A visit to the Department of Industry's Clear Skies alternative energy website will find no mention of the water wheel among the technologies eligible for 'green friendly' grant support. The environmental credentials of this once universal clean technology simply do not make it.
'In general, ' says Dr Gerald Müller, a civil engineering researcher at Southampton University, 'small scale hydropower is virtually written off in Europe by most governments and support agencies. Sites suitable for the smaller turbines are almost all used up, it is assumed, because of early industrial development.' Potential turbine sites may be hard to find, but there are still thousands of places where water wheels could be fitted, says Müller, usually where the Industrial Revolution first located them in its mills and streamside factories. But although wheels can use the much lower water heads at these sites, they are deemed inefficient as electricity generators, offering little more than 75% energy conversion. It is not cost effective, says the government.
Müller disagrees: 'The later designs evolved in Victorian times are comparable with modern turbines.' Research leads him to believe wheels could be up to 10% more efficient than they are now.
Turbines are up to 94% efficient, he says, 'but by the time you allow for in- and out-flow losses they are about the same as wheels at 86-87%.' Turbines also damage fish stock, he says. Bigger fish are simply cut to pieces and smaller ones suffer damage to their air-filled swim bladders because of low pressure in the blade chamber. Water wheels simply drop the water to a new level.
Müller hopes to prove his point with a working wheel currently being installed at an old mill just outside Welwyn Garden City, built in 1863 on a site first used in the 1700s. The picturesque, three storey, Grade Two listed grain mill, said to be the inspiration for the song Nellie Dean, is being renovated by local travel company Rambler Holidays for a new headquarters office.
It so happens that Rambler Holidays has its own 'green' ethos, being a semi-charitable company organising natural walking holidays and closely tied to bodies like the Ramblers' Association. And it so happens too that one of its voluntary directors is a civil engineer at WS Atkins, Robert Fisher.
This combination made the company keen to explore the ecological possibilities of the mill, which originally had an internally mounted water wheel. This had been removed in an earlier prizewinning conversion to workshop space in the 1980s, but the wheel enclosure was still present.
First thoughts were to put in a turbine, but this proved too expensive - probably at least £100,000, says Müller. And it would not have provided the interesting visible showpiece for the mill interior, which the company wanted. Fisher says that they hoped to make a point with the installation and perhaps even use it for occasional educational visits.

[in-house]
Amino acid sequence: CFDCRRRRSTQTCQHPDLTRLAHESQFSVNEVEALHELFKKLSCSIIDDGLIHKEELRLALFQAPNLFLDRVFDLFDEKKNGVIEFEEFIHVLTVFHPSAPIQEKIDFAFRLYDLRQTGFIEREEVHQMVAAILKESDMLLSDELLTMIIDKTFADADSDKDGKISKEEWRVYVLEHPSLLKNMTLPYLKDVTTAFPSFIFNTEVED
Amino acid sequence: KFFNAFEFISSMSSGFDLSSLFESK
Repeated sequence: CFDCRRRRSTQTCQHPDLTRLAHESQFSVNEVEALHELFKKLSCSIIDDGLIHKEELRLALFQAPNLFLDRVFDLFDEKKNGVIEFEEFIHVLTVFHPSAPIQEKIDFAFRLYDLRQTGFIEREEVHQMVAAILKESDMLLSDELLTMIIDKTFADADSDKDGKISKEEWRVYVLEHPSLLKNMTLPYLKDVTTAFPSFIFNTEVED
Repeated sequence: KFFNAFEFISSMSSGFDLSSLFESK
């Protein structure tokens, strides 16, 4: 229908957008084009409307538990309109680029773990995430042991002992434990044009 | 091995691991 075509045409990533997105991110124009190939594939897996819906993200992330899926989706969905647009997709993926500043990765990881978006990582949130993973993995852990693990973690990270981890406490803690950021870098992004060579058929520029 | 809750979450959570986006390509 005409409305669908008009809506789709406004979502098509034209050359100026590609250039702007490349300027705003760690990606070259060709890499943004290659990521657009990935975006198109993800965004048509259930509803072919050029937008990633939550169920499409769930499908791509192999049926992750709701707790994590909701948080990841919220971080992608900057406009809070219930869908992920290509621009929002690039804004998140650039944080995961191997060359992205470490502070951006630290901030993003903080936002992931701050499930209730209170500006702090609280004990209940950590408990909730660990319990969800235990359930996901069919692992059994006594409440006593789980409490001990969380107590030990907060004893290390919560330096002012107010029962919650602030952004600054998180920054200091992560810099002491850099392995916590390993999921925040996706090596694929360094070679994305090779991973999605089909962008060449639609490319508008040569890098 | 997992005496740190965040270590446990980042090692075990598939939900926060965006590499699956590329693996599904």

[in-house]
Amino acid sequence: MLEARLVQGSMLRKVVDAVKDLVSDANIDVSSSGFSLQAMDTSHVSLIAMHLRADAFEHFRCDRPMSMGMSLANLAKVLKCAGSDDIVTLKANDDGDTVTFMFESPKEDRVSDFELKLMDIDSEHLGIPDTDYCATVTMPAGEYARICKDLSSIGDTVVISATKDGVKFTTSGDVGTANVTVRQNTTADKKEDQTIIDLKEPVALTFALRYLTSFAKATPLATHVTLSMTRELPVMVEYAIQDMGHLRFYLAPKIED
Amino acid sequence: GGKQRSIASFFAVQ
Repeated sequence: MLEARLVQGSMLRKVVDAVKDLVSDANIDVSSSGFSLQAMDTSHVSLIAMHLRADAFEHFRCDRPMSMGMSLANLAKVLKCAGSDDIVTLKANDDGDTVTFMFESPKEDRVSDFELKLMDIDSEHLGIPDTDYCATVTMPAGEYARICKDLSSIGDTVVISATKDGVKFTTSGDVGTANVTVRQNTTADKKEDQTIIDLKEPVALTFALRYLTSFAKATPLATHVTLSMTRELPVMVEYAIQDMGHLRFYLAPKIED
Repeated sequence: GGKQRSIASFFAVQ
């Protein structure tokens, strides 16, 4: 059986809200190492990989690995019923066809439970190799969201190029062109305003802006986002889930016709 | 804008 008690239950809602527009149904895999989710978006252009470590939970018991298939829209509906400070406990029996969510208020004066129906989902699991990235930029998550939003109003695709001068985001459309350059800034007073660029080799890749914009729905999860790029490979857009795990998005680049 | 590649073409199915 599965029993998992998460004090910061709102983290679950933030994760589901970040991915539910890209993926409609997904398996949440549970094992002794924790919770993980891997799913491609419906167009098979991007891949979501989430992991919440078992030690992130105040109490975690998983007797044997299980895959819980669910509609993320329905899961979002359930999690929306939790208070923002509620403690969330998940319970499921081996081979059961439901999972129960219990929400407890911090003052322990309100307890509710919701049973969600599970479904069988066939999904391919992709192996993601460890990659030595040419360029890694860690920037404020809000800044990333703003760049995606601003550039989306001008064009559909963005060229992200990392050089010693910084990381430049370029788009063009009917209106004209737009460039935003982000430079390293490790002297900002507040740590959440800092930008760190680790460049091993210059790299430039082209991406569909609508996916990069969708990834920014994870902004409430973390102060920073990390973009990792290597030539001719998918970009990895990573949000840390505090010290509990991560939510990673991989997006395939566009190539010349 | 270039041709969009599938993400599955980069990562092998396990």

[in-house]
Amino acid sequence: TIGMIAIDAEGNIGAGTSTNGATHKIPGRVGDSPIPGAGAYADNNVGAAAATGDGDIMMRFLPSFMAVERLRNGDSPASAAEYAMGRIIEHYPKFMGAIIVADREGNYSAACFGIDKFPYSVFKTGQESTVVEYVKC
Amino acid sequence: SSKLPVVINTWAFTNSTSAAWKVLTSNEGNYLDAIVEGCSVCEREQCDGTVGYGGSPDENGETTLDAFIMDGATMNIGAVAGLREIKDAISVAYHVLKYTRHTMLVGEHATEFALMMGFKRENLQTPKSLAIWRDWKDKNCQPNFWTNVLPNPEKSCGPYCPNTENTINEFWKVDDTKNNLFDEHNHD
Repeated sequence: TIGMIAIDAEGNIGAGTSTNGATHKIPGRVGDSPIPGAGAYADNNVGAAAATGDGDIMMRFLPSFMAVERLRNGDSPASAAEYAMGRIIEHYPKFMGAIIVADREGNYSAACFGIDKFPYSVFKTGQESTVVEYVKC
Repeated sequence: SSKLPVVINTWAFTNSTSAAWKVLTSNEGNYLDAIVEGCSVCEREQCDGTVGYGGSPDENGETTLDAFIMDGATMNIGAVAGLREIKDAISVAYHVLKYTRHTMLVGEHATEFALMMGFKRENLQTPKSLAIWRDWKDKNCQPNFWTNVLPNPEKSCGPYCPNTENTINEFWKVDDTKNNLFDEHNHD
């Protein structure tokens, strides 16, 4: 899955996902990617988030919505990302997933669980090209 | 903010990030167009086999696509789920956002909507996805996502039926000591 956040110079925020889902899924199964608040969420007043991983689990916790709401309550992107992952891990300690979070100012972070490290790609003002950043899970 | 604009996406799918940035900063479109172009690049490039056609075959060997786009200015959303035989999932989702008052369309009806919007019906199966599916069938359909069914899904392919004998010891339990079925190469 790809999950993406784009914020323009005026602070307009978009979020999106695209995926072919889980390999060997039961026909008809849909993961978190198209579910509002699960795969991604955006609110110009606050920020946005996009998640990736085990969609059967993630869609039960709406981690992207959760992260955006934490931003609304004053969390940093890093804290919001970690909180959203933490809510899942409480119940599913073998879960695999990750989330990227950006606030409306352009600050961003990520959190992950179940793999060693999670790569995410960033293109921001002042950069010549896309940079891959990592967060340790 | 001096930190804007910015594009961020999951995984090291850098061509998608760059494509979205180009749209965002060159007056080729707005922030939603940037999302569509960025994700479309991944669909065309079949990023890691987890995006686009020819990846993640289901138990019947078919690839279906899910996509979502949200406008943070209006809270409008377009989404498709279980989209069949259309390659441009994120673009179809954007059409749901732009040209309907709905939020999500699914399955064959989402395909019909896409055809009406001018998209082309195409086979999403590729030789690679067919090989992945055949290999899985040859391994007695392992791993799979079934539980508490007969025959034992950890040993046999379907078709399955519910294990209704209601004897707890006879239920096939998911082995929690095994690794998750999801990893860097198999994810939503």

An article on mill restoration in Devon put them on to specialist company Hydrogeneration, and to Müller, who has been researching the topic. He in turn located Hydrowatt, a German company which has installed a number of wheels in southern Germany in the last decade.
The result, via a visit to Germany in March this year, was a decision to go ahead with a 'breast-shot' wheel installation (see box). The company has just been on site fitting the wheel.
Like most modern wheels it has a steel frame. Müller explains that older completely wooden wheels were not durable and needed replacing every 8-10 years. They also distorted, affecting performance. 'As soon as wrought iron became available in the 1820s it was adopted, although wooden paddles are still used.' The wheel, modelled on a late nineteenth century design, sits in a specially shaped trough which traps most of the water within the curved blades. Forming this trough required some civils work because the 1980s renovation had altered the height of the wheel enclosure and a smaller diameter wheel than was originally fitted is now in place.
'That has made it a little more costly, ' says Rambler director Tony Lock. 'The payback will be less than we thought.' Provision of two large glass inset panels - to allow visitors to watch the wheel - has not helped contain costs, although the company has been lucky in actually exporting the electricity.
A substation sits just 100m away which means connection is short and inexpensive.
The expense is increased perhaps by the sheer complication in the UK of obtaining approvals for every aspect of a wheel from the Environment Agency, power agencies, planning authorities and heritage bodies. It is also complex to sell the power to the variety of privatised generating bodies that now exist. European and US regulations are much simpler, says Fisher.
Even so, the 15kW output will be sold to the grid rather than being used directly because otherwise the night-time output would be wasted, Fisher explains.
But despite having to buy a normal office supply, the surplus should still pay off the wheel cost - perhaps some £70,000 - over the next 20 years.
It would break even more quickly if installation economy had been the first principle and the wheel housing the right shape, Müller points out.
He also thinks wheels could be more efficient: he is researching how the wheel and blade geometry can be re-designed, and he thinks 78% effi ciency for the breast-shot wheel can be improved to as much as 87% or 88%.
'These are small enhancements, ' he hastens to add. 'We are not re-inventing the wheel.'